McCurnin v. Kohlmeyer & Company, 347 F. Supp. 573 (E.D. La. 1972)
August 17, 1972
KOHLMEYER & COMPANY and Jack D. Drake, Defendants.
United States District Court, E. D. Louisiana.
*574 *575 Peter G. Burke, Paul M. Haygood, New Orleans, La., for plaintiff.
Charles Kohlmeyer, Jr., Earl S. Eichin, Jr., New Orleans, La., for defendants.
ALVIN B. RUBIN, District Judge:
McCurnin, a businessman, placed an order with Kohlmeyer, a stock and commodities broker, through Drake, Kohlmeyer's customer's representative, to buy 15 contracts for cotton futures at a price not to exceed 33.30 per pound. Later the same day, in violation of his instructions, Drake cancelled the orders that he had entered at 33.30, and placed new orders at a price of 34.10. The orders were executed at that price. Drake did this under the mistaken belief that McCurnin definitely wanted to purchase cotton that day even at a slightly higher price, and that cotton futures would continue to advance.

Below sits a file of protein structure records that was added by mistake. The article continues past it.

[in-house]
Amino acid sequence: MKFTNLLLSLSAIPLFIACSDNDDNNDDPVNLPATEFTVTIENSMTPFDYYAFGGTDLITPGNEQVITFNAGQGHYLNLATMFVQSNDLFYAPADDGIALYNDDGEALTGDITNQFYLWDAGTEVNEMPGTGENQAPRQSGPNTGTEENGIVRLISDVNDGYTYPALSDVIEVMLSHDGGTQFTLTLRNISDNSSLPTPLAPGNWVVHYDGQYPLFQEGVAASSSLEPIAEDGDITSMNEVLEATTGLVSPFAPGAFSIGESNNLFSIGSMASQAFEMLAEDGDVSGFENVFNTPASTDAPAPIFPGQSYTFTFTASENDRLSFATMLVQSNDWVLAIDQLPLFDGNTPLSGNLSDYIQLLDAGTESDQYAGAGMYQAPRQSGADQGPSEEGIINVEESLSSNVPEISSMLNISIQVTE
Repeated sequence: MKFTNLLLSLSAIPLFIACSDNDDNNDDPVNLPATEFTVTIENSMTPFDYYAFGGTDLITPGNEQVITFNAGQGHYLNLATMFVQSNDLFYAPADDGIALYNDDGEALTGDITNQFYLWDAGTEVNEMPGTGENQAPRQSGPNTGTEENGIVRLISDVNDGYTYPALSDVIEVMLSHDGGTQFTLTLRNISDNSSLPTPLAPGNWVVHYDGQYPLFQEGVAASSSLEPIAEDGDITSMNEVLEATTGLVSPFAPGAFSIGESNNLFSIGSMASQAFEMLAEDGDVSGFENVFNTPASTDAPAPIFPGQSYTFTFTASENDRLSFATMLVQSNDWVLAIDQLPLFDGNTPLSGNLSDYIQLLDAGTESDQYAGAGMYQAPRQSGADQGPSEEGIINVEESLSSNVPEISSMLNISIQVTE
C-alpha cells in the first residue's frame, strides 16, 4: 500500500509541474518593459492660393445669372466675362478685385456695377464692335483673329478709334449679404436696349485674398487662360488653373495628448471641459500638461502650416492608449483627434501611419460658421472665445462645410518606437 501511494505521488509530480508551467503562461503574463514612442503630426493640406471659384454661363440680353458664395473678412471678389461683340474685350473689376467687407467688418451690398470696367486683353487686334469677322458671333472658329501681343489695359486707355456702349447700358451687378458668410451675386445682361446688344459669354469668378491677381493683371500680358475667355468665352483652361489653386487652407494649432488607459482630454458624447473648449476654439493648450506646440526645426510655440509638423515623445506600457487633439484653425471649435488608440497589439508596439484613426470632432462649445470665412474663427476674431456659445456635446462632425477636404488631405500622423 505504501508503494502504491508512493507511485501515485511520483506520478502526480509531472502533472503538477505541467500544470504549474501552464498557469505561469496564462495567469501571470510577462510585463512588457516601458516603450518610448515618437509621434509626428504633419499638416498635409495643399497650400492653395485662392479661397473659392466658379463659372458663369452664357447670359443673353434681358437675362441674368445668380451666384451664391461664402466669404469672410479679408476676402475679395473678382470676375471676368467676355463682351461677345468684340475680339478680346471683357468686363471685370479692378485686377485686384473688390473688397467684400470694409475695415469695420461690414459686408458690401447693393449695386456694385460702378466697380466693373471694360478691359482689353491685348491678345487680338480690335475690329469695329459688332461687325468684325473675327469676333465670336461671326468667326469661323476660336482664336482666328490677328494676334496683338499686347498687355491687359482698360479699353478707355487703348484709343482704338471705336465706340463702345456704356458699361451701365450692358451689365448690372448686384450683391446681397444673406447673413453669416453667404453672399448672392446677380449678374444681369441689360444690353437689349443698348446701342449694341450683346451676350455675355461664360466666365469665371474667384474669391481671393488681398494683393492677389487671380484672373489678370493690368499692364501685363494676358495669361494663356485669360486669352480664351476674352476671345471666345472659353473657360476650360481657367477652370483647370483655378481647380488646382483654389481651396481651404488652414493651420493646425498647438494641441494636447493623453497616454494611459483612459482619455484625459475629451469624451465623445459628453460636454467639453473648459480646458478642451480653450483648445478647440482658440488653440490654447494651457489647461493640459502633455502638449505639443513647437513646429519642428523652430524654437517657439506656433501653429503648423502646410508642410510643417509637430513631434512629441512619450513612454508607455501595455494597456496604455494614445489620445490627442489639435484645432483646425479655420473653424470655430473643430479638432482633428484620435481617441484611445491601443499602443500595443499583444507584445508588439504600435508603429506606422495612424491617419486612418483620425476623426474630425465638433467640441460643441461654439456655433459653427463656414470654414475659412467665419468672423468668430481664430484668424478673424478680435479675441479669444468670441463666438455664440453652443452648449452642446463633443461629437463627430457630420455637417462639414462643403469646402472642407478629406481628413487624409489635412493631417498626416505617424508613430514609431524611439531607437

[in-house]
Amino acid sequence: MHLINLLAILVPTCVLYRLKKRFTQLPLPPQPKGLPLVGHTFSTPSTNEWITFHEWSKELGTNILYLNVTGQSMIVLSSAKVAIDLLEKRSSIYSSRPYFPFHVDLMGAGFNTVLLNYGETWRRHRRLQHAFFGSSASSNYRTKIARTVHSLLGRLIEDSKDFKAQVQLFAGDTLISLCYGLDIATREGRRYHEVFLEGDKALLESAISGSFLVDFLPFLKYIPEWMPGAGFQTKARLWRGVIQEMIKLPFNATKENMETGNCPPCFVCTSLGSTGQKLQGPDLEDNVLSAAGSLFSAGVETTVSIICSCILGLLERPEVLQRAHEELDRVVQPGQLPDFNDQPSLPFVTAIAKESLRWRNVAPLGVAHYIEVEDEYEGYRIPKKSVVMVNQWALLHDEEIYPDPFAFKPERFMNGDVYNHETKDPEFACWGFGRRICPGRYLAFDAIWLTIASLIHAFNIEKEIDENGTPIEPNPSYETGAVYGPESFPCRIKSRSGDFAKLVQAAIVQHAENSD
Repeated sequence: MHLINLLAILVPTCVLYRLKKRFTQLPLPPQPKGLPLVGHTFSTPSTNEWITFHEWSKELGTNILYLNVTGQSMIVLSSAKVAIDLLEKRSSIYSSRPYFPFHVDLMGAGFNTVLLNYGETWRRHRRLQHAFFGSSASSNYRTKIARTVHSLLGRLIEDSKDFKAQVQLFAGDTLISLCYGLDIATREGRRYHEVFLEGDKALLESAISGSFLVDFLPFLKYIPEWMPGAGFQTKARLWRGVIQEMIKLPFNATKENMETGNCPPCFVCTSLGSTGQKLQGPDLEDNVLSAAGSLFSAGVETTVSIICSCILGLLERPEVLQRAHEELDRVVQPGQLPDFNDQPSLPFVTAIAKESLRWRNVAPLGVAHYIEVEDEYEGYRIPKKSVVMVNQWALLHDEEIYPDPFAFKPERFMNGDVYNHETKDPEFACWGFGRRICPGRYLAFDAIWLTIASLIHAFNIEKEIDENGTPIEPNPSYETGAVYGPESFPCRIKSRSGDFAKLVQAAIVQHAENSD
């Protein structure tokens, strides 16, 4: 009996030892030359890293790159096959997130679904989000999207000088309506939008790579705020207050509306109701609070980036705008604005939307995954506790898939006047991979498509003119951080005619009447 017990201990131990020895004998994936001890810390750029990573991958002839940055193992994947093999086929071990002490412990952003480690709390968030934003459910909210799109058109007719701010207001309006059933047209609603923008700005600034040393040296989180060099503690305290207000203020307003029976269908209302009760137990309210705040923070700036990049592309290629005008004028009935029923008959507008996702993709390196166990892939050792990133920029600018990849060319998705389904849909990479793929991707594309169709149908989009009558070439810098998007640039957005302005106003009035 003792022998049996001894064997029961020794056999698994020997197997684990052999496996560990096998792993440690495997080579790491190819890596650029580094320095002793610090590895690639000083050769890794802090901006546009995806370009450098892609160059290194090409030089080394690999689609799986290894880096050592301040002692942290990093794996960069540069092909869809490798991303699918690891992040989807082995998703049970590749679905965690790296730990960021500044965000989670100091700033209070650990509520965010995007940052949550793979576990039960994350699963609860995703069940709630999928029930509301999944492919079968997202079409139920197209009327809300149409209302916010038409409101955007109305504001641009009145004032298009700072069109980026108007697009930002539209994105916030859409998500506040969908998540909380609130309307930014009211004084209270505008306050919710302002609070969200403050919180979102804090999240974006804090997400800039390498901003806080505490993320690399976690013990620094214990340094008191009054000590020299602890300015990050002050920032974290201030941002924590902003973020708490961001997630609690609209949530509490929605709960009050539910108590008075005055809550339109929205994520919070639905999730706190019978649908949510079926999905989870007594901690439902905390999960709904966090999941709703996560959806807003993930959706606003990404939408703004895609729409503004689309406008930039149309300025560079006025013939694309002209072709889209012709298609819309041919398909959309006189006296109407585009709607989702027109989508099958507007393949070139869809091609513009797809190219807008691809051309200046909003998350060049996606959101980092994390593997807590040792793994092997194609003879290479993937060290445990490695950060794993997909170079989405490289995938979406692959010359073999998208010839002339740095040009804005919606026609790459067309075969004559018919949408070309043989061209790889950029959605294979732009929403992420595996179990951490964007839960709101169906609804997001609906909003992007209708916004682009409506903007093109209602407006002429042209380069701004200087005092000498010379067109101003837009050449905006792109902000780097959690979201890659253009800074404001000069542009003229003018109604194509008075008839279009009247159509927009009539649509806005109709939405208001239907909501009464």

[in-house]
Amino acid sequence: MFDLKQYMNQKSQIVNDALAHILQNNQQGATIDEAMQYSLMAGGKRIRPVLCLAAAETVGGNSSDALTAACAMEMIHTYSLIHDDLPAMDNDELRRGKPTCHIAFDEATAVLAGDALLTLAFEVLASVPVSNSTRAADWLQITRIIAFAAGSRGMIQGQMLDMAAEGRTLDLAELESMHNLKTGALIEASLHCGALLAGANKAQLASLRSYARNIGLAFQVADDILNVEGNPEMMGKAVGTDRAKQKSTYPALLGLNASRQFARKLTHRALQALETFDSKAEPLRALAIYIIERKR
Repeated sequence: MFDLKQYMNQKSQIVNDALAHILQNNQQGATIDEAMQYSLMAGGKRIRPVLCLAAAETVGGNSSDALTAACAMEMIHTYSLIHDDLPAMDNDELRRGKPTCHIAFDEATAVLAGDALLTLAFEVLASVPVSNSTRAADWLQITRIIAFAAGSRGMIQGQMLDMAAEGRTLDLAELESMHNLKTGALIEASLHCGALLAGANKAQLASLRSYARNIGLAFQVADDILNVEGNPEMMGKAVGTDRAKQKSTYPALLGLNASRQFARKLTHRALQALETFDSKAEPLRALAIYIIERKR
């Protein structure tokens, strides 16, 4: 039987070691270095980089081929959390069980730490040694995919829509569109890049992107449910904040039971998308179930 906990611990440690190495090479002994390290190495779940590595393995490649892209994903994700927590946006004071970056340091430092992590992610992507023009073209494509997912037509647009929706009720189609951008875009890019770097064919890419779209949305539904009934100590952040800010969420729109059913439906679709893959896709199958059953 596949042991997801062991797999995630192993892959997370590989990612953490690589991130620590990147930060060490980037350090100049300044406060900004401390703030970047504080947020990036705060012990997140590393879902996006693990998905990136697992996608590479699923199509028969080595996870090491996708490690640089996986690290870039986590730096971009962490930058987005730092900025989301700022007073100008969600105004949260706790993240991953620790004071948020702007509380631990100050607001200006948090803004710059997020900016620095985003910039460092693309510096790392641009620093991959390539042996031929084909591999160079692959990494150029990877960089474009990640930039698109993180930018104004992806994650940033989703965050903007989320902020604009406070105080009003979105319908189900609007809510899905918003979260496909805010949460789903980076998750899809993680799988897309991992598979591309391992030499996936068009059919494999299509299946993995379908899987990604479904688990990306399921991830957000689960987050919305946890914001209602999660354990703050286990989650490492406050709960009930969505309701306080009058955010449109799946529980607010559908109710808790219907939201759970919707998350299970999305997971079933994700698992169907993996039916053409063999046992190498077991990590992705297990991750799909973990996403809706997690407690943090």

A short while later McCurnin, who was out of town, telephoned Drake and learned what had been done. As soon as he returned to New Orleans, still later on the same day, McCurnin went to Drake's office and expressed his displeasure. He asked what he could do about the purchase. In fact McCurnin had the right to reject the purchase. La.C.C. 3010. Drake did not know this, and told McCurnin nothing could be done; but he expressed his optimism about the upward movement of cotton futures, and persuaded McCurnin that there was a possibility of profit in the transaction.